Tuesday, June 02, 2009

Browser Wars - Under a New Set of Rules

It's not a secret to know that there are hundreds of browsers. The cold war between the main players is no lesser secret.

With the industry joining the HTML 5 bandwagon the browser war has entered a new dimension. HTML 5 is the next generation HTML standard which is 'work in progress' by the way. As in the past the software developers have overtaken the standards bodies and started implementing this and some have even done beta releases. Google has also announced their willingness to fully join the club with Chrome at recently concluded Google I/O.

Some cool features of HTML 5 which caught my attention was,
1. The new video and audio tags
This enable application authors to create their own interface for video/audio players. This means that the browsers can also provide their own players. There is still conflicts as to which encoding/decoding mechanism to use as the standard.
2. More support for offline web applications
3. API exposing the browser history
This will be very welcomed by all the developers who had 'Back Button' problems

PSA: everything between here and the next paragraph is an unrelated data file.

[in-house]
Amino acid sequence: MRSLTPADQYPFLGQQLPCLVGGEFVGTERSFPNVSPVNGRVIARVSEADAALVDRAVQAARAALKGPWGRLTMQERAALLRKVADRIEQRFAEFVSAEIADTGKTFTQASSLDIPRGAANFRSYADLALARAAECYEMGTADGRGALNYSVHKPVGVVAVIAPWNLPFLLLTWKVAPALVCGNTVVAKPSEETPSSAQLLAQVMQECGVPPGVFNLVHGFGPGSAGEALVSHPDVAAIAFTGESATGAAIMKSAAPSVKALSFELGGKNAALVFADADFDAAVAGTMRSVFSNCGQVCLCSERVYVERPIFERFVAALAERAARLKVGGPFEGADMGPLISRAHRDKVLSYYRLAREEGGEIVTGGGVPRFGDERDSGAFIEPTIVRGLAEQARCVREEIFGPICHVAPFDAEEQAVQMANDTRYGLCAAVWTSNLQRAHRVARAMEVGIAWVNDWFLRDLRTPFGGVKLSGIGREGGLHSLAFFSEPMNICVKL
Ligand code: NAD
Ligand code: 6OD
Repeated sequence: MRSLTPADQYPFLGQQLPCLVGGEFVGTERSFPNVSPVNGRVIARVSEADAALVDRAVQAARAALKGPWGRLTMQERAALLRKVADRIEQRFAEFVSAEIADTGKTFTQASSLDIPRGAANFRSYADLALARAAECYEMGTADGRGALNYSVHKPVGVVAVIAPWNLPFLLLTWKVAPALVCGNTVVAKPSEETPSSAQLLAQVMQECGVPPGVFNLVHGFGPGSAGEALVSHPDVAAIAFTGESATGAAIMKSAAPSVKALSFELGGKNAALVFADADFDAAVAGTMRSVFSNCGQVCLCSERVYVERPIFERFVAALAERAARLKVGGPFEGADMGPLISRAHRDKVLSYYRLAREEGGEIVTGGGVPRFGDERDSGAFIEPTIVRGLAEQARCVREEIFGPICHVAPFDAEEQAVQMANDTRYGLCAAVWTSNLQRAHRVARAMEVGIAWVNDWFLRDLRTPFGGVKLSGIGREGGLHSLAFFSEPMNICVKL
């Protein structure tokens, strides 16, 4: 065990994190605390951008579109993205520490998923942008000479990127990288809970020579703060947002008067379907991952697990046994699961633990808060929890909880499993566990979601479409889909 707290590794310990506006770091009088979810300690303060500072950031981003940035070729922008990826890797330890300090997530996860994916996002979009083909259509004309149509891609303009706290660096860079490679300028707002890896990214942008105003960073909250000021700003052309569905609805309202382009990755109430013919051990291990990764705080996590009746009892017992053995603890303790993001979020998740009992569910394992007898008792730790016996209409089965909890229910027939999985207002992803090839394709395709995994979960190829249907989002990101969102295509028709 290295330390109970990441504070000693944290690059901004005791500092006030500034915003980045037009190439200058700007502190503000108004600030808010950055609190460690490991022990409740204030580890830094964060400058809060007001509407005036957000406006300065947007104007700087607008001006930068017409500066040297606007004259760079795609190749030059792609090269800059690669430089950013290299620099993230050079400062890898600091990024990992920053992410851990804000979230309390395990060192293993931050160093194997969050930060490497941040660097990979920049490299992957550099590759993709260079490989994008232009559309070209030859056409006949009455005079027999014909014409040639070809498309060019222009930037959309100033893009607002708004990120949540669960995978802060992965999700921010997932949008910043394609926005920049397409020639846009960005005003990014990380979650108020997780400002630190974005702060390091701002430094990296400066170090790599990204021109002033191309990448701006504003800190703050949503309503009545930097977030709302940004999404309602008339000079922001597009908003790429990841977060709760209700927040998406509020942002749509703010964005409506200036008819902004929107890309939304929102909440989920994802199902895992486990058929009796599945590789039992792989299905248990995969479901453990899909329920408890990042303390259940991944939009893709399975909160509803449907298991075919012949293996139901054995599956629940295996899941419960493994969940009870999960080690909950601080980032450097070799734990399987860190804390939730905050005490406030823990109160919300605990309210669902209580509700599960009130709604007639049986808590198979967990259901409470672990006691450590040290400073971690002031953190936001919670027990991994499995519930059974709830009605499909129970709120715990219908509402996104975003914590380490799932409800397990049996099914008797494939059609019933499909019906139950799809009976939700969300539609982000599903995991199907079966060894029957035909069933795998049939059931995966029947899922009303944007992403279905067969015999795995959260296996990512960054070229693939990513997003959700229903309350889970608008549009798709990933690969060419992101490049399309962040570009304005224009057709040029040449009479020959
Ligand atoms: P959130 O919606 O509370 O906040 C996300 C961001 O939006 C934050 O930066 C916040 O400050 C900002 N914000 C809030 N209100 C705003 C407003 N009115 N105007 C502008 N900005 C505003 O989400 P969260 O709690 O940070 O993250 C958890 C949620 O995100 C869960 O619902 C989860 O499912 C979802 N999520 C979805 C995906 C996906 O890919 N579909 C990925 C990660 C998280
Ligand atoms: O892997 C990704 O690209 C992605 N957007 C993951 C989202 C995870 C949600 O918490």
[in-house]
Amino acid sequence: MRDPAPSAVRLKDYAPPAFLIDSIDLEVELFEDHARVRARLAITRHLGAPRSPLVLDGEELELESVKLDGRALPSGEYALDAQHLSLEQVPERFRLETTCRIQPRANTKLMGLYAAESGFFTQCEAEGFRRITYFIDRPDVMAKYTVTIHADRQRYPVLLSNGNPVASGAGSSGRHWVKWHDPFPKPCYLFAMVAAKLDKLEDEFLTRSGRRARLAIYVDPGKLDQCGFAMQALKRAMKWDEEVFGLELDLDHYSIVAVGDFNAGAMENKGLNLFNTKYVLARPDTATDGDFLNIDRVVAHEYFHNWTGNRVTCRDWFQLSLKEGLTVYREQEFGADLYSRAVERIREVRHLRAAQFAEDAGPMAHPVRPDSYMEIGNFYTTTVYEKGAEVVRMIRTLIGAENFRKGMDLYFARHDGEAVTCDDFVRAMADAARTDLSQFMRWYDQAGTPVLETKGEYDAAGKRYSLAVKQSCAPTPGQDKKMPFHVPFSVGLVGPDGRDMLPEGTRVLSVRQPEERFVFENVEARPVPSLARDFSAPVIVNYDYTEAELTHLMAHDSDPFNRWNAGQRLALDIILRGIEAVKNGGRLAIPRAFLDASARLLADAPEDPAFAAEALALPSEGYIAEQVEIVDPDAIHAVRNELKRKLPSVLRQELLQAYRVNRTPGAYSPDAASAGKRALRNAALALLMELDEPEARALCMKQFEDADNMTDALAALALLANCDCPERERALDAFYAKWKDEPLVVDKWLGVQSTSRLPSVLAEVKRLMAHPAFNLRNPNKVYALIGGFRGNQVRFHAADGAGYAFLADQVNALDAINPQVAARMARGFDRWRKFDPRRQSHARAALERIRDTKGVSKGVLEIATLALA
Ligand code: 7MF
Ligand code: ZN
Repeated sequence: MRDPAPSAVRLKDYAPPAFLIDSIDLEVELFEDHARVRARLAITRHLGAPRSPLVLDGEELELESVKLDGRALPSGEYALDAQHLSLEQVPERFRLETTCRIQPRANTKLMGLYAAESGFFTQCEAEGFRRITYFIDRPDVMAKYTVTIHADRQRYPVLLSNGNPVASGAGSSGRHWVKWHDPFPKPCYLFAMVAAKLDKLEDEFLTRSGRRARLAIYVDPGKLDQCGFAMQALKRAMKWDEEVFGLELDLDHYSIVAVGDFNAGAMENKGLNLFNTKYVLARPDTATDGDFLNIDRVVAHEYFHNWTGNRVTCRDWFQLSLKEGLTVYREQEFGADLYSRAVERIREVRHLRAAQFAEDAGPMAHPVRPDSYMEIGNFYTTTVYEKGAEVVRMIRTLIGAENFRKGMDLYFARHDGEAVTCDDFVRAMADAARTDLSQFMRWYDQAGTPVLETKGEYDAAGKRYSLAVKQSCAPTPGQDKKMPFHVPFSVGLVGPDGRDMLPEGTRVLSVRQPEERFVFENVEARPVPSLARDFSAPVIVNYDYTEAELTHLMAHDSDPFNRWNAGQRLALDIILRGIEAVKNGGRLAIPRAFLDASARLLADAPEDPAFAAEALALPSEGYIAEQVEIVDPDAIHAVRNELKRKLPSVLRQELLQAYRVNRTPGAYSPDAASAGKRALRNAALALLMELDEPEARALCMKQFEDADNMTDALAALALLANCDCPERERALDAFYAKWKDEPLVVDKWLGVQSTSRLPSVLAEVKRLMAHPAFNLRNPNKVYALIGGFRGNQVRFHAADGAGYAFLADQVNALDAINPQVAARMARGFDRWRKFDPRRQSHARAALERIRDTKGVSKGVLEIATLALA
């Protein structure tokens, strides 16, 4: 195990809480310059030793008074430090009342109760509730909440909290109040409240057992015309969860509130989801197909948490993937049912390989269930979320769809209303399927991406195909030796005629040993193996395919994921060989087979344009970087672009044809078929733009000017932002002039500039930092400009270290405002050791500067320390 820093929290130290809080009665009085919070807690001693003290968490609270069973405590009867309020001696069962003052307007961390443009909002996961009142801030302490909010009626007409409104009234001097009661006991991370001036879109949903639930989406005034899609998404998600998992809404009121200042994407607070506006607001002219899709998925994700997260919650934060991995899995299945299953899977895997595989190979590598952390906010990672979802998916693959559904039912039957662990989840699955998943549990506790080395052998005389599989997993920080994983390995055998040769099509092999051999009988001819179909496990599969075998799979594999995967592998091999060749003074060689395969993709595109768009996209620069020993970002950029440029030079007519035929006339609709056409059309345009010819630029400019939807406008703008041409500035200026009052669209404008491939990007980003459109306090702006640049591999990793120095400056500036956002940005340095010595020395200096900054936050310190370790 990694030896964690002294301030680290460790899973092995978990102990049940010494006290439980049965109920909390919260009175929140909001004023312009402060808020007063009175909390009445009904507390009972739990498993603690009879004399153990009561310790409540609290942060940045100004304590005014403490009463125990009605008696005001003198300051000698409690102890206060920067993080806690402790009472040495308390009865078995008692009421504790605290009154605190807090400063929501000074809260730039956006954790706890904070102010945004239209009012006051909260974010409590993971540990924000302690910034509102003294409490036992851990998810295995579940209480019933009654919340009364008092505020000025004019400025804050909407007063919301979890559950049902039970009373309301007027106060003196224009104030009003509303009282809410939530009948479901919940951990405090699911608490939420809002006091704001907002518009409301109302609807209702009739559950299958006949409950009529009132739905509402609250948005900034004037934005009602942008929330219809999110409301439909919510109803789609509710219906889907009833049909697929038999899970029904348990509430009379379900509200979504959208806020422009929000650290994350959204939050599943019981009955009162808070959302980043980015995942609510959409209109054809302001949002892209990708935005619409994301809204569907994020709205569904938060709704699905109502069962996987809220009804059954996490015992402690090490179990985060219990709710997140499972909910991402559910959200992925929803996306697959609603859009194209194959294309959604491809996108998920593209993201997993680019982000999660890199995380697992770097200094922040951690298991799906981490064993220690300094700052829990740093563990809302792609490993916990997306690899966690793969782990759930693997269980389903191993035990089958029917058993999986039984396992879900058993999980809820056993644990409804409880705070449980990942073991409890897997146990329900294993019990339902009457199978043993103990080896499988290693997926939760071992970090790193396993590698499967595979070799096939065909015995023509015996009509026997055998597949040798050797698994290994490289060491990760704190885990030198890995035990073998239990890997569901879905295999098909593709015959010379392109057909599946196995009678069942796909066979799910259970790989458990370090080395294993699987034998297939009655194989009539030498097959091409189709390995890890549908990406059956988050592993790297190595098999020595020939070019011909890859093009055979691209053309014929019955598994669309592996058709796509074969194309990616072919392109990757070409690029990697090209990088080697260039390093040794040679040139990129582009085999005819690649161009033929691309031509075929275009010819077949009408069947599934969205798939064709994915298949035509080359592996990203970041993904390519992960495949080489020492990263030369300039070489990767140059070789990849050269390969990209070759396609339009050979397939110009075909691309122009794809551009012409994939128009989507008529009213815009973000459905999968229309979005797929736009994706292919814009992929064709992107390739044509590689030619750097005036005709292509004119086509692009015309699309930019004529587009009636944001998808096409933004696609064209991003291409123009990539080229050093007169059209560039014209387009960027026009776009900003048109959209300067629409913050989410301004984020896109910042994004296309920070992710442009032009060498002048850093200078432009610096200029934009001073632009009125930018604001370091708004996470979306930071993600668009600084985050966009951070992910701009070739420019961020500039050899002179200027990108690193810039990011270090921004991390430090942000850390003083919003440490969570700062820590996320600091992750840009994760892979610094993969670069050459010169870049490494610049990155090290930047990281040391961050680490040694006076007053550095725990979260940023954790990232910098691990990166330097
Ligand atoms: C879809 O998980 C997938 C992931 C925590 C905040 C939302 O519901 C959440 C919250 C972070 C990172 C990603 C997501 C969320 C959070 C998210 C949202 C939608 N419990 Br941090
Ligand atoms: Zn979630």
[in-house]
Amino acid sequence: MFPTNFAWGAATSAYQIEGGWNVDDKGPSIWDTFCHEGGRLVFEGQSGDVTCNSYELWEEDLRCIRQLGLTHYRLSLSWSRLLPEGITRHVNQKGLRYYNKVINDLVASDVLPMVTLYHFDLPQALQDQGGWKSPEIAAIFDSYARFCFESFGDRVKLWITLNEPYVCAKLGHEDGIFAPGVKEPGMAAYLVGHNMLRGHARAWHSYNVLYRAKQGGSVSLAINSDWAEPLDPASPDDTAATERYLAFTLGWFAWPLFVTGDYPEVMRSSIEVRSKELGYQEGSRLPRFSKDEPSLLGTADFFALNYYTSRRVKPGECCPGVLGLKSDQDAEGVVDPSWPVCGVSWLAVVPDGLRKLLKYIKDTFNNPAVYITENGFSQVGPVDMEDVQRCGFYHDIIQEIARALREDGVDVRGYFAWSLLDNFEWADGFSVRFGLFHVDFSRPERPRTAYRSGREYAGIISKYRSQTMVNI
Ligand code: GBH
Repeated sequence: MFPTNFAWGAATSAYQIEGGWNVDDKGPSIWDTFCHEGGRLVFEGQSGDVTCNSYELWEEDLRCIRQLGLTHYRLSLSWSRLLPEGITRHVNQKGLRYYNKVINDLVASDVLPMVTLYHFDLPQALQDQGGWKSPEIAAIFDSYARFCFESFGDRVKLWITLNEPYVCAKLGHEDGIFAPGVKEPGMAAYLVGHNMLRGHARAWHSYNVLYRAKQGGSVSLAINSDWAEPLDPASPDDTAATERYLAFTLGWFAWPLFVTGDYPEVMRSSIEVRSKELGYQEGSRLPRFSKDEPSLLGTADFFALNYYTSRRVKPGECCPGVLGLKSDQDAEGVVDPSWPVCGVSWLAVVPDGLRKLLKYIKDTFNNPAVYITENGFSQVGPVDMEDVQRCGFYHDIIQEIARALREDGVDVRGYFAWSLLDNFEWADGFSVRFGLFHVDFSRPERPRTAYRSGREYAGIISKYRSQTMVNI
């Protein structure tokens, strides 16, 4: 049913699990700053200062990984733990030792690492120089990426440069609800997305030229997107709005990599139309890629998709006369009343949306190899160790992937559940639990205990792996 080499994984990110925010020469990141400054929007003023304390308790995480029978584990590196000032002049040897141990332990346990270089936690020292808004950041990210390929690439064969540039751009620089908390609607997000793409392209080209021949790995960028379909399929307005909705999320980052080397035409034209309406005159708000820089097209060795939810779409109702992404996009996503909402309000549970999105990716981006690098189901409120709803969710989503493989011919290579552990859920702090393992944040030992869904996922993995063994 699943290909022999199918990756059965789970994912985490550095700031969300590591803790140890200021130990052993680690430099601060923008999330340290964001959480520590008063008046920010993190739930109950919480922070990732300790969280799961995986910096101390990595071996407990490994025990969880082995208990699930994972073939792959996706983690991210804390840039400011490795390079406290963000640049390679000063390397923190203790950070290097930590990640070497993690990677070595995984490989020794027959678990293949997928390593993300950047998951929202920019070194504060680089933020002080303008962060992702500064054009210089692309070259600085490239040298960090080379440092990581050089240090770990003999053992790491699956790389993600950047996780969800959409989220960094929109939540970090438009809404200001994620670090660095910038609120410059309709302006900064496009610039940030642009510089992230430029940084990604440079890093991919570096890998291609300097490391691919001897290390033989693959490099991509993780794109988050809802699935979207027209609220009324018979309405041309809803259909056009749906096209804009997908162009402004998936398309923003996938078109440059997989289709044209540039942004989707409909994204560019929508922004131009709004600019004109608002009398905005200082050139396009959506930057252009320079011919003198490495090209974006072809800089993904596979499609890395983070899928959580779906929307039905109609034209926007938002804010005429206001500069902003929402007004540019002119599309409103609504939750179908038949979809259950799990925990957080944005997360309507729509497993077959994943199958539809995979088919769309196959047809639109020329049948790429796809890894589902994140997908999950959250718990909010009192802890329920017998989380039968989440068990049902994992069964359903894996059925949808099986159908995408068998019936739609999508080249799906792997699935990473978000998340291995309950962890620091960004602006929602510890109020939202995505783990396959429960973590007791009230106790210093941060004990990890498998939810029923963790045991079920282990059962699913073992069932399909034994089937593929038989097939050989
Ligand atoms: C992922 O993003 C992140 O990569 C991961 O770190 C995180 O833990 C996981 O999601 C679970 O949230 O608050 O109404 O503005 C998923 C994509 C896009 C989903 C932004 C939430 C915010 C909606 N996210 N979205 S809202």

4. API for Background worker threads
This is a method to perform highly expensive computational tasks without interrupting the user interface.

Two main objectives of the HTML 5 standard are,
1. To foster interoperability of browsers
2. Introducing new APIs and Markup for emerging web usage patterns while being backward compatible with already deployed content

It is really fascinating to see that the user experience on top of the browsers is reaching a level very close to the desktop experience. With new communication platforms like 'Google Wave' we will be taken in to a whole new range of web applications. Below chart from O'Reily shows how the native client and web user experience is merging in the future. (Is Chrome in front of Firefox...duh..may be in terms of release date only)

What I would be interested in next few months is how Google Chrome would fair up with Firefox. Chrome did not came out well in it's first version. But I just feel that they will come with a bang next time around although the current news is not encouraging for Chrome.
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